Three Urban Colleges Work Together to Lower Student Debt and Enhance Career Readiness for Graduates
By Mai P. Tran, ECMC Foundation
Student loan debt has reached an unprecedented high: Americans collectively owe $1.48 trillion and students graduate with an average of $40,000 in debt.
To address this issue, in 2015 Paul Quinn College launched its Urban Work College Model, which helps students reduce the amount they borrow, while simultaneously gain real-world working experience.
Under the leadership of Dr. Michael Sorrell, students at Paul Quinn work paid internships in addition to jobs on-campus. Students work between 10 and 20 hours per week and between 300 and 400 hours per academic year in order to earn the full tuition grant of $5,000 and cash payment between $1,000 and $1,500, according to the school’s site. Earnings go towards paying tuition and fees. As a result, students graduate with less debt and are better prepared to launch their careers.
After its initial success, Paul Quinn will kick off a two-year project this summer to help other campuses, including Kuyper College and Wilberforce University, explore ways to pilot the model.
The collaboration is the result of a challenge grant supported by ECMC Foundation and in partnership with the University of Innovation of Alliance (UIA), a group of 11 public research institutions committed to increasing the number and socioeconomic diversity of college graduates. Designed to spawn new campus networks to foster the UIA’s culture of collaboration, the challenge grant offered three awards of up to $75,000 to participants in the recent UIA National Summit who became inspired to develop and advance new collaborative work as a result of attendance.
Q&A with Campus Leadership
Paul Quinn College
Christopher J. Dowdy, Ph.D.
Vice President of Academic Affairs
Q: How do you feel about sharing Paul Quinn’s model?
A: We are excited to share this version of the Urban Work College model with such bold leaders at Kuyper College and Wilberforce University. We applaud their willingness to aggressively look for new and creative ways to serve their students and are committed to supporting them in doing so.
Patricia Harris, Ed.D.
Q: Why did Kuyper College decide to join the consortium? What does it hope to gain?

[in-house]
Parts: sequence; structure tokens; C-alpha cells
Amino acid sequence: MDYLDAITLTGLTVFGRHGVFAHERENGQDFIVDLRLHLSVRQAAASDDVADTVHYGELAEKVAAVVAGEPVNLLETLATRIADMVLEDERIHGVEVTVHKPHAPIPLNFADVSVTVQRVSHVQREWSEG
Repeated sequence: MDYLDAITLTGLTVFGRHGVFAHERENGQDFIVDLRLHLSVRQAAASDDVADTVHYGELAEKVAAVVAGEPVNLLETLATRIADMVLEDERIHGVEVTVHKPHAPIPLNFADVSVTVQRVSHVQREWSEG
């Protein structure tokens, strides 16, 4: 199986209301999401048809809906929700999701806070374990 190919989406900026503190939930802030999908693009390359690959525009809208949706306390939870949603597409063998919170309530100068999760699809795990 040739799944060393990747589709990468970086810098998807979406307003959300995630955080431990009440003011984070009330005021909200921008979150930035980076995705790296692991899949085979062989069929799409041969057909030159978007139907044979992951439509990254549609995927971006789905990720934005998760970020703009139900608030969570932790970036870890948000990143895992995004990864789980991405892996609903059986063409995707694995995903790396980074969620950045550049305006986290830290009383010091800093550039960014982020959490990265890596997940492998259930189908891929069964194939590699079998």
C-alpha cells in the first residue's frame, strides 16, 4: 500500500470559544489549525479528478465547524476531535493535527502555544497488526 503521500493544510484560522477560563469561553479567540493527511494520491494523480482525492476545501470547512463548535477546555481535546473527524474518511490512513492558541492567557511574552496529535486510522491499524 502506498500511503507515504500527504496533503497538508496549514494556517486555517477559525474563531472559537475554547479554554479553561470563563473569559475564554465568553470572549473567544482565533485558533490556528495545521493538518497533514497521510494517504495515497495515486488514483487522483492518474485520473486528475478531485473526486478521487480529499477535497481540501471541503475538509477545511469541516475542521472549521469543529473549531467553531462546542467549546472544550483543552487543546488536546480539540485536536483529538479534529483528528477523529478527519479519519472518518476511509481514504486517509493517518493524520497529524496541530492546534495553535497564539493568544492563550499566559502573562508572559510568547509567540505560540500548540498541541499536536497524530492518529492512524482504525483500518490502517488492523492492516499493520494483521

A: Kuyper College strives to equip students to be effective leaders within their areas of ministry and service. To accomplish this mission, we provide holistic development of students through praxis-based learning, including off-campus internships in all of our academic programs, as well as through on campus work experiences. We see that our value of preparing workplace ready students upon graduation aligns with the aim of the Urban Work College model. Through participating in this consortium, we are eager to gain best practices and data as we explore how the Urban Work College model may help us extend our mission to meet the needs of an increasingly diverse demographic of students.
Tashia L. Bradley, Ph.D.
Executive Vice President and Chief Innovation Officer
Q: What about collaborating is Wilberforce most excited about?
A: Wilberforce University is extremely excited about the collaborative nature of this project. Under the leadership of President Elfred A. Pinkard, and as America’s first private HBCU, we are focused on our value proposition of being A Premiere Liberal Arts Institution with an Entrepreneurial Intention. This collaboration uniquely situates us in the completion of our Work College Program at the Nation’s First Private HBCU Feasibility Study and contributes to the re-imagining of our historic Cooperative Education Program. Wilberforce University has recently launched The Mark and Shelly Wilson Center for Entrepreneurship and Innovation, and is a recipient of United Negro College Fund Career Pathways Grant. Our focus is to provide students with career development experiences that connect the academic to the practical in innovative ways. What is also exciting is the opportunity to collaborate across institutions.